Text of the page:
Coronary circulationblood vessels that supply blood to, and remove blood from, the heart. The vessels that supply blood high in oxygen to the heart are known as coronary arteries. The vessels that remove the deoxygenated blood from the heart are known as cardiac veins.
The coronary arteries that run on the surface of the heart are called epicardial coronary arteries. These arteries, when healthy, are capable of autoregulation to maintain coronary blood flow at levels appropriate to the needs of the heart muscle (myocardium). These relatively narrow vessels are commonly affected by atherosclerosis and can become blocked, causing angina or a heart attack. (See also: circulatory system)
The exact anatomy of the myocardial blood supply varies considerably from person to person. A full evaluation of the coronary arteries requires cardiac catheterization.
In general there are two main coronary arteries, the Left and Right. Both of these arteries originate from the beginning (root) of the aorta, immediately above the aortic valve.
The left coronary artery (LCA) arises from the aorta in the left cusp of the aortic valve as the Left Main (LM) artery. The left main artery typically runs for 1 to 25 mm and then bifurcates into the Left Anterior Descending (LAD) artery and the Left Circumflex Artery (LCX). If an artery arises from the Left Main between the LAD and LCX, it is known as the Ramus Intermedius. The Ramus Intermedius occurs in 37% of the general population, and is considered a normal varient.
The LAD runs down the anterior interventricular groove. In 78% of cases, it reaches the apex of the heart. It supplies the anterolateral myocardium, apex, and interventricular septum. The LAD typically supplies 45-55% of the left ventricle (LV). The LAD gives off two types of branches: septals and diagonals. Septals originate from the LAD at 90 degrees to the surface of the heart, perforating and supplying the intraventricular septum. Diagonals run along the surface of the heart and supply the lateral wall of the LV and the anterolateral papillary muscle.
The LCX runs across the left atrioventricular groove. It gives off Obtuse Marginal (OM) branches. The LCX supplies the Posterolateral LV and the anterolateral papillary muscle. It also supplies the SA nodal artery in 38% of people. It supplies 15-25% of the left ventricle in right-dominant systems. If the coronary anatomy is left-dominant, the LCX supplies 40-50% of the left ventricle.
The Right Coronary Artery (RCA) originates from the right cusp of the aortic valve. It travels down the right atrioventricular groove, towards the crux of the heart. At the origin of the RCA is the Conus Artery. In addition to supplying blood to the Right Ventricle (RV), the RCA supplies 25% to 35% of the Left Ventricle (LV). In 85% of patients, the RCA gives off the Posterior Descending Artery (PDA). In the other 15% of cases, the PDA is given off by the Left Circumflex Artery. The PDA supplies the inferior wall, ventricular septum, and the posteromedial papillary muscle. The RCA also supplies the Sinoatrial Nodal Artery (SA Nodal artery) in 60% of patients. 40% of the time, the SA nodal artery is supplied by the LCX.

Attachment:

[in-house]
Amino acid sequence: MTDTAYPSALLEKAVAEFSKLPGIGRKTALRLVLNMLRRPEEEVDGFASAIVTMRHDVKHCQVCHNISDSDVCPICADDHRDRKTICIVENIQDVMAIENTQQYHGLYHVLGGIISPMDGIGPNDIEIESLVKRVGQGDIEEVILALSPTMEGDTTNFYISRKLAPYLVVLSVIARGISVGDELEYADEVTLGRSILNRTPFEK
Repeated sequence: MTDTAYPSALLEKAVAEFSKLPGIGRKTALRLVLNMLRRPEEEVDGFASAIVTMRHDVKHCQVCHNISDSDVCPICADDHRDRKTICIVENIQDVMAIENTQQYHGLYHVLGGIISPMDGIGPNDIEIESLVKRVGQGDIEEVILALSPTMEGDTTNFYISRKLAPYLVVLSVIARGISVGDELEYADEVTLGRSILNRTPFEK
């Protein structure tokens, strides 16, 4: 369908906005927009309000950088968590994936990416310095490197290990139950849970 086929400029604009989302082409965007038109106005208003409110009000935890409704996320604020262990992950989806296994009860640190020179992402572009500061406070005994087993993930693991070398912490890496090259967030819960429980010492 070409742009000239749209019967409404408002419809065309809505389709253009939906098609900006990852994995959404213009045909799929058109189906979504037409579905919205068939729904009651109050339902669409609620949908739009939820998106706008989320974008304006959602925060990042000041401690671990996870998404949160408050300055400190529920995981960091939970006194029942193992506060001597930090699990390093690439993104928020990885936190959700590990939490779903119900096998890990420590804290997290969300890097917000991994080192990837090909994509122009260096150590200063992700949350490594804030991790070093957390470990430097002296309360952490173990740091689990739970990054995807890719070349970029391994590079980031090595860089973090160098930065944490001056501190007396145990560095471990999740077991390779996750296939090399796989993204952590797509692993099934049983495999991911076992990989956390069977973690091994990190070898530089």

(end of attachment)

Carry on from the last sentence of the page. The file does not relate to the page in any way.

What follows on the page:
The artery that supplies the Posterior Descending Artery and the Posterolateral Artery (PLA) determines the coronary dominance. If the RCA supplies both these arteries, the circulation can be classified as "right-dominant". If the LCX supplies both these arteries, the circulation can be classified as "left-dominant". If the RCA supplies the PDA and the LCX supplies the PLA, the circulation is known as "co-dominant".
The papillary muscles tether the mitral valve, which is the valve between the left atrium and the left ventricle. If the papillary muscles are not functioning properly, the mitral valve leaks during contraction of the left ventricule. This causes some of the blood to travel "in reverse", from the left ventricle to the left atrium, instead of forward to the aorta and the rest of the body. This leaking of blood to the left atrium is known as mitral regurgitation.
The anterolateral papillary muscle receives two blood supplies: the LAD and LCX, and is therefore somewhat resistant to coronary ischemia. On the other hand, the posteromedial papillary muscle is supplied only by the PDA. This makes the posteromedial papillary muscle significantly more susceptable to ischemia. The clinical significance of this is that a myocardial infarction involving the PDA is more likely to cause mitral regurgitation.
The coronary arteries are classified as "end circulation", since they represent the only source of blood supply to the myocardium: there is very little redundant blood supply, which is why blockage of these vessels can be so critical.